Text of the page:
To determine the best way to achieve these objectives, I explored existing products that focused on accessibility, navigation, or college campuses.

Competitive analysis

Seeing the similarities in these products, as well as the gaps in what they offered, I was able to refine the vision for our solution. While our solution could leverage the interactive maps and community reporting features found in existing products, we had a unique opportunity to combine real-time accessibility tracking and navigation in a UNC-specific context.


Wireframes of our proposed solution centered around detailed route planning features that would help users navigate accessible facilities with ease.

With a clear design direction set, I visualized our solution in a series of sketches before seeking feedback from four potential users. 

Based on users’ feedback, I saw an opportunity to better solve for the route planning pain point identified during research. I enhanced route directions with visuals and detailed arrival information and provided additional context about indoor facilities. These changes were reflected in the final set of wireframes:


Access Carolina’s visual design was driven by the need for a clean, simple, and practical UI.

My goal for the visual design was to stay consistent with the UNC suite of apps while still prioritizing the distinct purpose of our solution. I utilized colors and typography from UNC’s official brand guidelines and incorporated simple icons and imagery to keep the focus on key accessibility information.

Style tile for Access Carolina


Presenting Access Carolina, a tool to enable accessible navigation uniquely designed for the UNC community.

After 8 weeks, the team introduced our plan to address accessibility problems on campus. The final solution was comprised of features derived from our three core design objectives:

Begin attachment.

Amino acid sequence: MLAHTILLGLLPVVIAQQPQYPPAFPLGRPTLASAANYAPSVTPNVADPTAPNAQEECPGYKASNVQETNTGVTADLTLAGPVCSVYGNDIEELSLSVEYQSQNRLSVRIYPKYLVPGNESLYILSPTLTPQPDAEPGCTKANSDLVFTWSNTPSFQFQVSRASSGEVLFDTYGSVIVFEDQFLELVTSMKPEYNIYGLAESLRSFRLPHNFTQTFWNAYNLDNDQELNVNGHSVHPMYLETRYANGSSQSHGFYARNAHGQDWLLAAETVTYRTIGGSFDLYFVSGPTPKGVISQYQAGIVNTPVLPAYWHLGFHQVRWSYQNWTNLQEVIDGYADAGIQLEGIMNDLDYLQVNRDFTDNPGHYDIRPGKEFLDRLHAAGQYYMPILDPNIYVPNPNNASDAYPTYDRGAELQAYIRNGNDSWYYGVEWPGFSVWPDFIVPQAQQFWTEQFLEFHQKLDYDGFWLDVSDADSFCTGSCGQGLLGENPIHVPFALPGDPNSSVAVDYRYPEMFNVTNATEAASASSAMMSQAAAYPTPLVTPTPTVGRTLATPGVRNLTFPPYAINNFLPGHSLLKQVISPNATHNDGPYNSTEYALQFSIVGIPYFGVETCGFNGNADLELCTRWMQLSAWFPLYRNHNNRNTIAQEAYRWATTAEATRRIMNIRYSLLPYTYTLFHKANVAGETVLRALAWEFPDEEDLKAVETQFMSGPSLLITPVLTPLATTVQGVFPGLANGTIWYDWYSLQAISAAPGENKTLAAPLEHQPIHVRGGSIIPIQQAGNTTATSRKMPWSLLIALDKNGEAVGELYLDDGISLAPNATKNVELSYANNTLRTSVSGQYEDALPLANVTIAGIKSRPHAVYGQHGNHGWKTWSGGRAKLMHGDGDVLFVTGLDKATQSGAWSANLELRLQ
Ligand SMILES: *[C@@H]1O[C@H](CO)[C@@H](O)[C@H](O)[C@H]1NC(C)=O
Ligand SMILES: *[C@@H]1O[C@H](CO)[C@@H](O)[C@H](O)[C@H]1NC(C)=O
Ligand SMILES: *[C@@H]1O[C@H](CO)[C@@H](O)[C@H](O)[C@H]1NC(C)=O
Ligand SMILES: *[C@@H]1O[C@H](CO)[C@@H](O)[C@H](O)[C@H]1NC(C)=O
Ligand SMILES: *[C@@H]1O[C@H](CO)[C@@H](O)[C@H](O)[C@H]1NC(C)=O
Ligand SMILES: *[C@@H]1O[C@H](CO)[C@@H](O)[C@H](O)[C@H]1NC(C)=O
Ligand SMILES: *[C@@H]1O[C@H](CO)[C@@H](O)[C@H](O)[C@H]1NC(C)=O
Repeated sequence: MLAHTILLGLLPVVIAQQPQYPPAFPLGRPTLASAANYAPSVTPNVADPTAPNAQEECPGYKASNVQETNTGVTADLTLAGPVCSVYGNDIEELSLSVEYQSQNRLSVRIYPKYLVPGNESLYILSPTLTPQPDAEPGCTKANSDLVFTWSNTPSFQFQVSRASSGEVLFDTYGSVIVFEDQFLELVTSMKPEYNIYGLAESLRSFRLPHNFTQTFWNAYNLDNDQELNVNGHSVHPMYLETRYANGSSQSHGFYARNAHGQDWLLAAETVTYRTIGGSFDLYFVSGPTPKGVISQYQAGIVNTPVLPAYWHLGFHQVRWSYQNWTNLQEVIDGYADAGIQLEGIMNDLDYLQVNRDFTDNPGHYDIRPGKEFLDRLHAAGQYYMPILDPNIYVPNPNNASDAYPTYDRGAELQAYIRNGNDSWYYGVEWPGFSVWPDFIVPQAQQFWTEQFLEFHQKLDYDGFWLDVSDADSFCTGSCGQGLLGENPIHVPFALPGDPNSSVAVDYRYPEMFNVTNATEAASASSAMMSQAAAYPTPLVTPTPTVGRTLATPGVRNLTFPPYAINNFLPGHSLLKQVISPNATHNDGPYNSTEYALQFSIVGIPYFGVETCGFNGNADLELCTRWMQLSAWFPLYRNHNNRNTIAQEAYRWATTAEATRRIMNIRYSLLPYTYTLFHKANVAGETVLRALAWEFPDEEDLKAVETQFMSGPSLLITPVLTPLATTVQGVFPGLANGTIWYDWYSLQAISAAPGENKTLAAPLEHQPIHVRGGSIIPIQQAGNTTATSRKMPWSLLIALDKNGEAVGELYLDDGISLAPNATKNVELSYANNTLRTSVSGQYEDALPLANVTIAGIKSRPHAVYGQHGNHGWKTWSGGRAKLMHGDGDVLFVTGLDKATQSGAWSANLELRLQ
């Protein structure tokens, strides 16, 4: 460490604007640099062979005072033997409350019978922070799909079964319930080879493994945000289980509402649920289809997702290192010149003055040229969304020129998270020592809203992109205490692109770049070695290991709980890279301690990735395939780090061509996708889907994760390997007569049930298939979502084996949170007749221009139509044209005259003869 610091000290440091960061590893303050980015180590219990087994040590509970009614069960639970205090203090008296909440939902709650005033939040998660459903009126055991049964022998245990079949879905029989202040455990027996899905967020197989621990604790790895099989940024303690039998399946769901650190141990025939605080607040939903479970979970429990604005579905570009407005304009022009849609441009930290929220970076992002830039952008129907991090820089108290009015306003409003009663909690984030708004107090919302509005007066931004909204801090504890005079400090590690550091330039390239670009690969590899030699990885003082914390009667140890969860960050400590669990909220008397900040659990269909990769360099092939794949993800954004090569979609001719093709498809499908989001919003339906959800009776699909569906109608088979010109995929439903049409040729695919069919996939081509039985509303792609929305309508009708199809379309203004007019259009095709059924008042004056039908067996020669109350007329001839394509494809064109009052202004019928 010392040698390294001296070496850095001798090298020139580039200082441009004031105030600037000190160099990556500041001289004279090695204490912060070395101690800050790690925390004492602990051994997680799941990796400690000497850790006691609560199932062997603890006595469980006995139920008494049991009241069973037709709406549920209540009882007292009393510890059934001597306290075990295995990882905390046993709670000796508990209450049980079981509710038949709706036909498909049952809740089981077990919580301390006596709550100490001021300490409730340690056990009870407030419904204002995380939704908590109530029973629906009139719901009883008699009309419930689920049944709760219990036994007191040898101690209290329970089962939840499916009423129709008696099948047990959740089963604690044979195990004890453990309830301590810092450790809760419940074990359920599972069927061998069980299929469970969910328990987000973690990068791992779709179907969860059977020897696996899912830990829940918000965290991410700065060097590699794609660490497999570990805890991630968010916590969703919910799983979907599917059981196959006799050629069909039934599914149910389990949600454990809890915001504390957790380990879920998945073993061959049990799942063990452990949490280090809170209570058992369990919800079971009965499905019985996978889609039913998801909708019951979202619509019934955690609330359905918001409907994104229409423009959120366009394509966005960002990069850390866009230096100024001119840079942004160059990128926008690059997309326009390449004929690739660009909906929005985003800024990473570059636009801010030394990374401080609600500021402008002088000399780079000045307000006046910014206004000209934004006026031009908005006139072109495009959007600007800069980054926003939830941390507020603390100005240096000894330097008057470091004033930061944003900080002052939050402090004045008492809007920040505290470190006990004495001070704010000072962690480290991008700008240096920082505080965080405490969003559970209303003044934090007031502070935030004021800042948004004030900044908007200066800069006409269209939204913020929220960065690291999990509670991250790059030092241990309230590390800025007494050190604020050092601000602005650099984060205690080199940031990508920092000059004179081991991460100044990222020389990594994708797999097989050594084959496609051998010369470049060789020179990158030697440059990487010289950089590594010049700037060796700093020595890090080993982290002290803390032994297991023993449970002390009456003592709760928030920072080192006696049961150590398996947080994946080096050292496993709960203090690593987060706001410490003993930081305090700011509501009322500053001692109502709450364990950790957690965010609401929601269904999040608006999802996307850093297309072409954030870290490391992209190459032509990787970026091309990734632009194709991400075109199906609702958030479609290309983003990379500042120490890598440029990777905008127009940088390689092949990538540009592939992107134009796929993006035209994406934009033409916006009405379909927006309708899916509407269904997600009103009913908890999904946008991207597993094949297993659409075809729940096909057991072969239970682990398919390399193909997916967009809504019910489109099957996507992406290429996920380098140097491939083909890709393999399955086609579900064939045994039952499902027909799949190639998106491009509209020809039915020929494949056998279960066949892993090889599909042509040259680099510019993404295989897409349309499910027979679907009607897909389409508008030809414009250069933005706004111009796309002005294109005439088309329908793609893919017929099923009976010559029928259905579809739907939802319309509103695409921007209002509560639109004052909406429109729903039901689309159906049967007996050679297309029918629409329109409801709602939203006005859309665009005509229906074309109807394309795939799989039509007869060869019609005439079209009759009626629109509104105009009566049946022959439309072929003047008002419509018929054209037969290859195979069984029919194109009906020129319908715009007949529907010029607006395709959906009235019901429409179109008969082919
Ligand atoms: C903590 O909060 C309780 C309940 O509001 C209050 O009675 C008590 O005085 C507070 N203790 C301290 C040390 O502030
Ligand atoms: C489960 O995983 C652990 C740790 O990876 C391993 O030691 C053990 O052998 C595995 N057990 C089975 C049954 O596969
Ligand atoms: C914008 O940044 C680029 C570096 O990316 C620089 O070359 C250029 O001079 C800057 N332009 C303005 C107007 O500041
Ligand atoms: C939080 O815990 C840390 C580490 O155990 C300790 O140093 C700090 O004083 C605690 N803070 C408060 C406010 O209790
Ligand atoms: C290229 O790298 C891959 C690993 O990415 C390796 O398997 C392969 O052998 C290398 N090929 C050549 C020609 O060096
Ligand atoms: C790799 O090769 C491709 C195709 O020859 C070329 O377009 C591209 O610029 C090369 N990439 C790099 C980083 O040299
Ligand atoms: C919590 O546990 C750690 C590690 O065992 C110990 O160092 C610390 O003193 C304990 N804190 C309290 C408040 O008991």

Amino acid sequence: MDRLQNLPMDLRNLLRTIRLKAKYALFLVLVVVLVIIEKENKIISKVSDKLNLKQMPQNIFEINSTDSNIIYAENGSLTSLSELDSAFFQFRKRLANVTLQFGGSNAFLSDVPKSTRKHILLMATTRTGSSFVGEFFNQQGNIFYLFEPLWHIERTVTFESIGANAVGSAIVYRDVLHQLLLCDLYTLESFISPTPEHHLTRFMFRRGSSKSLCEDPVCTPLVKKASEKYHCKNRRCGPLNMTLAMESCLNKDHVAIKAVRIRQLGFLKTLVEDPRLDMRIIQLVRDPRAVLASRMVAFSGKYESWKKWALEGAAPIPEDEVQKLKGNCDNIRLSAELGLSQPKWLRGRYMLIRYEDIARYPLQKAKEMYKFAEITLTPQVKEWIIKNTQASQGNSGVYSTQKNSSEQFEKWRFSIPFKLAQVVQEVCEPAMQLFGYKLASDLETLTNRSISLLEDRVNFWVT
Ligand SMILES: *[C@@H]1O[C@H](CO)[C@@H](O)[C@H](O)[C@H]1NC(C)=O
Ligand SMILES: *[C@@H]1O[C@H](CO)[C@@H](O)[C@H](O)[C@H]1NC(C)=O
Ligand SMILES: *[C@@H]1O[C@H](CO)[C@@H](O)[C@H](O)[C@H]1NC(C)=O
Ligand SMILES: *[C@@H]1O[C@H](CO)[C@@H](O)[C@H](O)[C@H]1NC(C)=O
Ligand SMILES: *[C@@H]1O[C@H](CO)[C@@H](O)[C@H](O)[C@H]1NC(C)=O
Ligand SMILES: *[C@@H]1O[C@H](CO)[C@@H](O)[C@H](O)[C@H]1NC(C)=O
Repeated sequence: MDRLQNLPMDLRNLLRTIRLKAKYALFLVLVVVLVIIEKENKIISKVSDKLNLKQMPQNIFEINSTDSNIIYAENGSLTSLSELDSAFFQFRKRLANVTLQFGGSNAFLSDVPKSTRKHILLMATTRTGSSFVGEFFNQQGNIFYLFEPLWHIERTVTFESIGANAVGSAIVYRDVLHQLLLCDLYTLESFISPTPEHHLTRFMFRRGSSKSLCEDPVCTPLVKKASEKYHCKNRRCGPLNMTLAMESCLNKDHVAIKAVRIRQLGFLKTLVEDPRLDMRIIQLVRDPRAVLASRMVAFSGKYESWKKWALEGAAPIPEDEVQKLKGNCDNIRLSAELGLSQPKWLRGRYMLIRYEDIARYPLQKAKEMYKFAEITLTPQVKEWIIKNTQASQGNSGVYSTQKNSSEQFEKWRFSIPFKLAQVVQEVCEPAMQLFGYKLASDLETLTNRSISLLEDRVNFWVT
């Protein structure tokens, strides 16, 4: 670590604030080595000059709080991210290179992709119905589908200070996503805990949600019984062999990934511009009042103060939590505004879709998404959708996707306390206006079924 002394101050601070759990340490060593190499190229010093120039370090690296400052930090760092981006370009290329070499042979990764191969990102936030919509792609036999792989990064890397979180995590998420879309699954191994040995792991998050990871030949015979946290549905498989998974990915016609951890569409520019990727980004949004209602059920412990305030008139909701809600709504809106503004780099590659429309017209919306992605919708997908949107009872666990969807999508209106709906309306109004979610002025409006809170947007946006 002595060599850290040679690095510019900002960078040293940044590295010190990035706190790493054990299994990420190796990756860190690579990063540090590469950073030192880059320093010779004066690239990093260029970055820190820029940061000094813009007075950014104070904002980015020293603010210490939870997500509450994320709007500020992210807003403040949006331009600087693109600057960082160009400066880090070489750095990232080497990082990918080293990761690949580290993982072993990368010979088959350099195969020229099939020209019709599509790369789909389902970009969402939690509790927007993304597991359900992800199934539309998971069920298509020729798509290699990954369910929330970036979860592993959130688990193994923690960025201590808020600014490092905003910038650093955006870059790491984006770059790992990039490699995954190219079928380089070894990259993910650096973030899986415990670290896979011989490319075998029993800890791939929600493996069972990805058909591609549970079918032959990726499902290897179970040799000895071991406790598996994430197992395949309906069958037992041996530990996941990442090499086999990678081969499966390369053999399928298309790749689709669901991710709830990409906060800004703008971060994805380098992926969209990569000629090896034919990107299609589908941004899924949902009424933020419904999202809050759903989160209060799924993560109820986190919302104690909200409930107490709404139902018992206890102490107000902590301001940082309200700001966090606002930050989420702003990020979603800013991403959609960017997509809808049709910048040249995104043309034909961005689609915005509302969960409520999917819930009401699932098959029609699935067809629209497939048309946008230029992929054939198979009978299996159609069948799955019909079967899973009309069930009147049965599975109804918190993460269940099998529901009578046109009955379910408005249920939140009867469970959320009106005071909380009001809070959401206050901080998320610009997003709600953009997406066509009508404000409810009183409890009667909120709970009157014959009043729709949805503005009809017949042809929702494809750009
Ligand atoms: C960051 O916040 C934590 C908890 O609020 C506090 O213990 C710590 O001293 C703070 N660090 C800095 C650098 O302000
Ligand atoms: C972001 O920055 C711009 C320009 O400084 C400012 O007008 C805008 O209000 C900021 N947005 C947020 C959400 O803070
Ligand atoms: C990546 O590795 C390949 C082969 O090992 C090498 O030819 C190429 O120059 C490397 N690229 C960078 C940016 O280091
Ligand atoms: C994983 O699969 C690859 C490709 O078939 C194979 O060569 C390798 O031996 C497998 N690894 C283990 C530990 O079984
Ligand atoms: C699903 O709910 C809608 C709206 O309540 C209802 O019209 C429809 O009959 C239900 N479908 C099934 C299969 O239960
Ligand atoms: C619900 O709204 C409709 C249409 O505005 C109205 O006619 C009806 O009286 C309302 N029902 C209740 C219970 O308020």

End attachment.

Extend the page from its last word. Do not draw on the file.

1. Track accessible facilities on campus

1. Track accessible facilities on campus

Flexible log in options connect users with an interactive map containing detailed accessibility information for all on-campus locations.

2. Provide a way to plan stress-free campus journeys

Route planning functionality highlights accessible streets, ramps, and entrances to help users chart safe paths through campus.

3. Establish a clear system of communication between users and campus maintenance

A live feed and community-driven reporting provide insight into conditions on campus, allowing campus maintenance to respond to and resolve incidents as they arise. 

Users can track their engagement with these features through personalized profile stats and recent activity.


As the project concluded, the importance of inclusive design emerged as a key takeaway. 

Although this project spanned months, it felt like we just barely scratched the surface of accessible technology. If we had had more time, I would’ve loved to explore features like speech-to-text that could’ve made our solution even more inclusive. However, this project illuminated how designing with accessibility at the forefront benefits everyone, not just members of a specific group. I completed this project months after I developed an interest in UX, and my excitement for the field only grew once I had the opportunity to envision how design could help tackle important issues in my community.